Business innovation in times of crisis? Innovation always!

The economic situation resulting from two years of the pandemic was aggravated by a war in European territory and the consequent energy and inflationary crisis. Despite the expected recession and decline in world GDP, 2022 ended with several economies showing resilience, including the Portuguese one. The national Gross Domestic Product grew by 6.7%, the highest since 1987 and, in 2023, the Bank of Portugal predicts that this trend will continue. Innovation has been identified as one of the main levers for this result.

In my opinion, the real engines of economic activity are progress and innovation. According to Peter Drucker, business has only two functions: Marketing and innovation. In either case, innovating is the common denominator. Crises are always good stimuli to think differently and innovate. I often say that necessity is the mother of creativity. However, there are innovation processes and dynamics that must be worked on in good times. As with everything else, innovation must be coherent and consistent.

Innovating in the midst of a crisis is good. It will certainly better prepare the company for future crises and help it maintain or gain market leadership, but it will hardly have short-term effects. Organizations must constantly invest in innovation in order to become differentiating, resilient, more competitive and thus be better prepared to face more difficult periods or be pioneers.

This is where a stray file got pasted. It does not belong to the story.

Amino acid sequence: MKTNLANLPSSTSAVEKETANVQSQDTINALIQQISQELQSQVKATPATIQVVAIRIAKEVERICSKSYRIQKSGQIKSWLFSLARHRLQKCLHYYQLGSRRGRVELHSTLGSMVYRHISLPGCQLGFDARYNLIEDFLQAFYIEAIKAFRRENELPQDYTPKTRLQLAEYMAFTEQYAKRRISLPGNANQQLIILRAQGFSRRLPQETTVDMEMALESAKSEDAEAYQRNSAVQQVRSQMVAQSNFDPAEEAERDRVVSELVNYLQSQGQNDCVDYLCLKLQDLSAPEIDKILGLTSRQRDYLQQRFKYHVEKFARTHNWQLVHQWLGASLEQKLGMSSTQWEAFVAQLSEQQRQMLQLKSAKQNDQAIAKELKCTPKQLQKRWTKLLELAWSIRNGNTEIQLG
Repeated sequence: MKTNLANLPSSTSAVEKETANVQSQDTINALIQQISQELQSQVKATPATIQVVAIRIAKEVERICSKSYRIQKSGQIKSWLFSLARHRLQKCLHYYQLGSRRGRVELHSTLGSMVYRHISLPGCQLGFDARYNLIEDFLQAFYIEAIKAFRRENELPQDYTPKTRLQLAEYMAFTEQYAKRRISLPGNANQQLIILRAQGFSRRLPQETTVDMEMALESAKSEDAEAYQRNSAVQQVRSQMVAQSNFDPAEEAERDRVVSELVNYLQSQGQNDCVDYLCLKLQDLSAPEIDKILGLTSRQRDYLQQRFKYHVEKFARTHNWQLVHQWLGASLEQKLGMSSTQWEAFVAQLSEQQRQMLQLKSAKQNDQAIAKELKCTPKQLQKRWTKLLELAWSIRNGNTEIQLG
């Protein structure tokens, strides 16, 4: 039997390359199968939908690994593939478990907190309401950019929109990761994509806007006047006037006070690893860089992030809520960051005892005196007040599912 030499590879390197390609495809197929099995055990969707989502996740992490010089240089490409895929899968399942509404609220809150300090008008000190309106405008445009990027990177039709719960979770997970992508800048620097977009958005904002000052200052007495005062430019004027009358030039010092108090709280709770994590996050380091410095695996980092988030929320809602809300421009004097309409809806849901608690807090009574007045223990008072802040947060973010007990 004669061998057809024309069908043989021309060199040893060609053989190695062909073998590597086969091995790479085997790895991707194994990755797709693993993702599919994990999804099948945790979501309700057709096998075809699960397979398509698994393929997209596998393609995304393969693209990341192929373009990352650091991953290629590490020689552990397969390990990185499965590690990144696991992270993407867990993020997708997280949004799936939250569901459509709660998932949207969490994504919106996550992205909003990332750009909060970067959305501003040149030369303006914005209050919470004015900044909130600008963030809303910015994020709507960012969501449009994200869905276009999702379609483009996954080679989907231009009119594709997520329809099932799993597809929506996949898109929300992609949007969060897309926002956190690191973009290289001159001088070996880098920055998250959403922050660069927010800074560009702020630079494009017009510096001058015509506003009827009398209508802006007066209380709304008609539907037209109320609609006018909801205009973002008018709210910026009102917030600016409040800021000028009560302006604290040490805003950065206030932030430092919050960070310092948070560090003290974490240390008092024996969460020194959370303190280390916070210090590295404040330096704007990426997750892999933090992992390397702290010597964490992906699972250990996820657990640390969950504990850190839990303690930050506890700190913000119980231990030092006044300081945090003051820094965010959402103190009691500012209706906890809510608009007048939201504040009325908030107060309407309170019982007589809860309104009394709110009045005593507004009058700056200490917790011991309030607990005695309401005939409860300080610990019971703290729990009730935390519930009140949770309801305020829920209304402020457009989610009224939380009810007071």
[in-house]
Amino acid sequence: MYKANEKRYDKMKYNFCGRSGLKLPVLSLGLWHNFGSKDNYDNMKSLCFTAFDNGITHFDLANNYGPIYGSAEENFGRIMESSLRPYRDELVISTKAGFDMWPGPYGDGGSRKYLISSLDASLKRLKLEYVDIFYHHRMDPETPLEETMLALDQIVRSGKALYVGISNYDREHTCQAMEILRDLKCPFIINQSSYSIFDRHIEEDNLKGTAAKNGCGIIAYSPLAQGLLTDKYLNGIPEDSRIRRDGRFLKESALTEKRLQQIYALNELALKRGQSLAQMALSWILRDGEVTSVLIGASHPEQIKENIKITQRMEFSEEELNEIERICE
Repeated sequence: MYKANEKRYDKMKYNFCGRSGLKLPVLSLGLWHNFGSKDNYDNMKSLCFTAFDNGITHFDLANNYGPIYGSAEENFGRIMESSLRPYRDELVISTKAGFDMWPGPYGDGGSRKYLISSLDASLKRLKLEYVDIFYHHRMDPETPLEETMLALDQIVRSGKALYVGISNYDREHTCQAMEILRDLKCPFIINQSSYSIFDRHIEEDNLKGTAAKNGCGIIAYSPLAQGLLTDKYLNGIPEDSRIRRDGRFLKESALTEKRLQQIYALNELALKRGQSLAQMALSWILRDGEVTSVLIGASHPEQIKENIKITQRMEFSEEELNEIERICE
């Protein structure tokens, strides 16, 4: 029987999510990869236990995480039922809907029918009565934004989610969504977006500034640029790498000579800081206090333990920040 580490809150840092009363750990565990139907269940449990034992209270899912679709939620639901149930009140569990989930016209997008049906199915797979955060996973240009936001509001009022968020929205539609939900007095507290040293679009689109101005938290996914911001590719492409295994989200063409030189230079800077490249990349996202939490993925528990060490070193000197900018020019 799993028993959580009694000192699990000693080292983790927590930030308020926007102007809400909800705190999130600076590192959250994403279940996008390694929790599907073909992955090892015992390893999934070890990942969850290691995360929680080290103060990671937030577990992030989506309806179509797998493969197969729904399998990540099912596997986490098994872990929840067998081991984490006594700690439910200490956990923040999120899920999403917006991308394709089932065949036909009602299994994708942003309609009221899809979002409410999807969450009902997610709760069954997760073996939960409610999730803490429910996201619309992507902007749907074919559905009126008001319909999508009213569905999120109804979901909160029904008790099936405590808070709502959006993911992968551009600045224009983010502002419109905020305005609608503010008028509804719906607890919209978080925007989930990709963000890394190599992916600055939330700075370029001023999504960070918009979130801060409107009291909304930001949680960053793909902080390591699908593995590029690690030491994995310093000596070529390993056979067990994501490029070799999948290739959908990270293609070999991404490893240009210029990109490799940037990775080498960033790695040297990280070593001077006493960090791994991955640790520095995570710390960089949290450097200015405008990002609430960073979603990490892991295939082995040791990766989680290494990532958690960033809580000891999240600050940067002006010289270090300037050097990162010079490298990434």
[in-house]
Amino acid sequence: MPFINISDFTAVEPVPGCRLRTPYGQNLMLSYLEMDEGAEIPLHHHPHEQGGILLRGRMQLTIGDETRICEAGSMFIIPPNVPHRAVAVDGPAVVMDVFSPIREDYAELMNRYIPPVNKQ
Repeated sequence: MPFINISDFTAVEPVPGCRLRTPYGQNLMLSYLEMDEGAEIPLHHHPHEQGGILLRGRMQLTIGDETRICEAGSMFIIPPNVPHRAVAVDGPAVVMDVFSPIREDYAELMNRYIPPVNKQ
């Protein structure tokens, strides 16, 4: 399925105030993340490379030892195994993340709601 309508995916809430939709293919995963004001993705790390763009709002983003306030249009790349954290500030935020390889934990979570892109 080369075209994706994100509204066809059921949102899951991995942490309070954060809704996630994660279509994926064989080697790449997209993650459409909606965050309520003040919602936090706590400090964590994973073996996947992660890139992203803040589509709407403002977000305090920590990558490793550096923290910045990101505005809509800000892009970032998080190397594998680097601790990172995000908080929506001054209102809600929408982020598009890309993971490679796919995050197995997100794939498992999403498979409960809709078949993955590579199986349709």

It should be noted that companies have a very short average lifetime, not because businesses end, but because they transform. The world evolves faster and faster and if we don't transform ourselves, if we don't innovate, someone will appear who does better or with more value what we do.

There are already several large companies that were on the crest of the wave and fell because they did not keep up with the dynamics of the market. See the example of Nokia. In 2007, it was the world leader in smartphones, while Apple's market share was non-existent. The innovations that the iPhone brought, such as the touch screen, simpler graphical interfaces and, later, the App Store, started a radical transformation in the smartphone universe, taking Apple to the lead.

The same happened with Blockbuster, a chain of physical movie rental stores, with a worldwide presence and a prominent market leader for years, but which was overtaken by newcomer Netflix, rising from a turnover of 6 billion dollars in 2004 , for the closure of doors in 2010.

Not innovating, underestimating the innovations of (new) competitors or reacting late and slowly can take any company from glory to decay in a few months. Innovation is, therefore, essential, not in times of crisis, but for the company to perpetuate itself, resist crises, anticipate or even lead market trends.

Thinking that others will come and be better than us is, in itself, a great incentive to innovate. If we don't want to be left behind in this race, this should encourage us to constantly look for new paths, other ways of doing things differently. If we don't innovate, what we do will wear out and/or lose value.
Innovation is not only important in times of crisis. Innovation is essential for the survival of any business, at any time.


Ricardo Salgado

CEO of dstelecom


Source: Dinheiro Vivo